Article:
Naming of "defined?" 
Author Message
 Naming of "defined?"

Didn't i read that '?' at the end of a method name indicated a boolean
return value?

defined? returns the symbol type, not a boolean.

Therfore, this sort of confusion:


#!/usr/bin/ruby

def i
  p "defining i as method"
end
p defined? i

i = 0 if not defined? i
p defined? i


"method"
"local-variable"



Wed, 11 Jun 2003 00:38:53 GMT  
 Naming of "defined?"
See below...



Quote:
> Didn't i read that '?' at the end of a method name indicated a boolean
> return value?

> defined? returns the symbol type, not a boolean.

> Therfore, this sort of confusion:


> #!/usr/bin/ruby

> def i
>   p "defining i as method"
> end
> p defined? i

> i = 0 if not defined? i
> p defined? i


> "method"
> "local-variable"

Disclaimer: I don't have a Ruby interpreter handy at the moment.

What if i really is undefined? Doesn't it return false or nil?

And really, that is adequate for a Boolean, there being no Boolean
type as such in Ruby. The fact that it returns different meaningful
values for truth could be viewed as just a bonus.

Still, it's nice to know that you can distinguish in this way between
a method name and a local variable... I've just never seen anyone do it
as far as I can recall.

Hal

--
Hal Fulton

Sent via Deja.com
http://www.deja.com/



Wed, 11 Jun 2003 02:04:32 GMT  
 Naming of "defined?"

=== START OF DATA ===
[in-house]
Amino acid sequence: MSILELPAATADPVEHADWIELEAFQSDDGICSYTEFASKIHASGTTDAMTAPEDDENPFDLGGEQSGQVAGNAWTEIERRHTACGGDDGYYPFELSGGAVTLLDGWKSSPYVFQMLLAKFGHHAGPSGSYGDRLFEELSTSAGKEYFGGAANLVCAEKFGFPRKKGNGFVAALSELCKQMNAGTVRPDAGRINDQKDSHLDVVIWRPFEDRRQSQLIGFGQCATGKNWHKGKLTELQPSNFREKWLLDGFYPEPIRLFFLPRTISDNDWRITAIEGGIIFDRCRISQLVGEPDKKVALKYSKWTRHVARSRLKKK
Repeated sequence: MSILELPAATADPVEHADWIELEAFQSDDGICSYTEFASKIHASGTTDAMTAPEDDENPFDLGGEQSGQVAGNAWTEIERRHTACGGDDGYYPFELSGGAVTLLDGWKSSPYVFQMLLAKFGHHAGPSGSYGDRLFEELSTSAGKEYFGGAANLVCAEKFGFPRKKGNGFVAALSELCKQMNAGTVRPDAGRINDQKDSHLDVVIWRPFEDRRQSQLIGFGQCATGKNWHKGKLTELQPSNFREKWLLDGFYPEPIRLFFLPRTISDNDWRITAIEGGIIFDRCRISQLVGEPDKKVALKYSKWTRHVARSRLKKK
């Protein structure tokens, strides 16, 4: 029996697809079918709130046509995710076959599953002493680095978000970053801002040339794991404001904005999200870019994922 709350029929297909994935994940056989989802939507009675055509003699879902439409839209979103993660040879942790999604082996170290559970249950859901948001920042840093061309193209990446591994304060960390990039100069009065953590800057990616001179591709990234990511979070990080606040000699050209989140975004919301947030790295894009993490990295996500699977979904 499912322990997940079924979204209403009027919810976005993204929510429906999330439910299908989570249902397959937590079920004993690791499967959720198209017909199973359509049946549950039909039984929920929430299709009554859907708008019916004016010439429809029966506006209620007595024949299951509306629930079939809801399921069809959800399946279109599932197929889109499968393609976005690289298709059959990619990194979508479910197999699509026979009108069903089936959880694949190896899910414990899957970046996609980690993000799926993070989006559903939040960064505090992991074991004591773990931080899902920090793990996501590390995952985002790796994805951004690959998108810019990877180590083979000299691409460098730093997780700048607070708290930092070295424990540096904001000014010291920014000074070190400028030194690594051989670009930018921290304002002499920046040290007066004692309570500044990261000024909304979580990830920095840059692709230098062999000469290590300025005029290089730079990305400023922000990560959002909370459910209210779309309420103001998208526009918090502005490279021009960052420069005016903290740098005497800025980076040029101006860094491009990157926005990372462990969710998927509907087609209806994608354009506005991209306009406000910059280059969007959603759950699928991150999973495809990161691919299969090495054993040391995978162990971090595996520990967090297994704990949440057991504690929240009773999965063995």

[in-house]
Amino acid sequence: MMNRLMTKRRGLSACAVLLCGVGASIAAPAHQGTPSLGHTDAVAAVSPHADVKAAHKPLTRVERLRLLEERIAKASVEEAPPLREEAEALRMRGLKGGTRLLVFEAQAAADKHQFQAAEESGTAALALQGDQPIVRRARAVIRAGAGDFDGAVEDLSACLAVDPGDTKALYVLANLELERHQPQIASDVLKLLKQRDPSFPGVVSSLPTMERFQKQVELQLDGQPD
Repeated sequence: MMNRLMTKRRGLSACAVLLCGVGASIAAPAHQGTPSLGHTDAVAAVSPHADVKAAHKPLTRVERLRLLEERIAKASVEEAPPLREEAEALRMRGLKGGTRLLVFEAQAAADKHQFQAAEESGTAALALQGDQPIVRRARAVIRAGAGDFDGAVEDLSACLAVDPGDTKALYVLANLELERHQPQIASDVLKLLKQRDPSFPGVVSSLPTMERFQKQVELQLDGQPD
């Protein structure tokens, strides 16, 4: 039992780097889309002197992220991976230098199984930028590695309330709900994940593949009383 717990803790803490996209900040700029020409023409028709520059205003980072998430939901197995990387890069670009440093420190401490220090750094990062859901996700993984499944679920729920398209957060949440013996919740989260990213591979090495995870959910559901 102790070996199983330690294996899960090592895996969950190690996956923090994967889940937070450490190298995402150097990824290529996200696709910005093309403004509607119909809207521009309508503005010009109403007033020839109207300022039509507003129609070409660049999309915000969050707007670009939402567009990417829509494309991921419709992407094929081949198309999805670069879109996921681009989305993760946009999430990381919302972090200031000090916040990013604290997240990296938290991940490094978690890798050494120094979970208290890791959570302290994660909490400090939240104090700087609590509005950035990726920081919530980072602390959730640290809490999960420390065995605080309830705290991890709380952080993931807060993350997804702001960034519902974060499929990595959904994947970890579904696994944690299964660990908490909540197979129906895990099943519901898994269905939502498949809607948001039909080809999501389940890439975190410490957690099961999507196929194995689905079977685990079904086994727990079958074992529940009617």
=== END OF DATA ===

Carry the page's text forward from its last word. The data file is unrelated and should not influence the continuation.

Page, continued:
Quote:
> I had a problem on page 221 of Programming Ruby,
> where it indicates that "defined?" is a method... Dave,
> could you explain? (Maybe I should have said something sooner)

You think _you_ had a problem on page 221 ;-)

Actually, that's a bug. Maybe. We _call_ it an operator consistently,
and the tick in the method column says that it can be overridden.
That's only half true. You _can_ override it, but you can't easily
_use_ the new method:

  def defined?(a)
    puts "new"
  end
  puts defined?(1)       #=> "expression"
  public :defined?
  puts self.defined?(1)  #=> new

So I'm not sure what to do: shall we remove the tick or not?

Confused of Dallas



Wed, 11 Jun 2003 03:14:35 GMT  
 Naming of "defined?"

Quote:

> Didn't i read that '?' at the end of a method name indicated a boolean
> return value?

> defined? returns the symbol type, not a boolean.

Well, first of all, "defined?" is not a method.

cf. ruby-talk: 01637, where matz answers Quinn Dunkan:
|Ah, this makes more sense, defined? isn't a method at all.  I thought
|everything was a message send in ruby? :)  It *could* be "just another message
|send" if you spelled it 'defined? :foo' or 'defined? "foo"'.  So why not?

No it isn't.  It's a control structure.  No everything is a message
send in Ruby, e.g. control structures, variables, blocks are not
objects.  `defined? ' is among these things.

`defined?' shows

  * if a global variable is defined
  * if a local variable is defined
  * if a instance variable is defined
  * if a constant is defined
  * if a method is defined
  * if a block is supplyed
  * if a method of same name in superclass is defined

all of which is not accomplished by a method.
<<

Quote:
> Therfore, this sort of confusion:


> #!/usr/bin/ruby

> def i
>   p "defining i as method"
> end
> p defined? i

> i = 0 if not defined? i
> p defined? i


> "method"
> "local-variable"

I think your confusion is in
1) thinking defined? is a method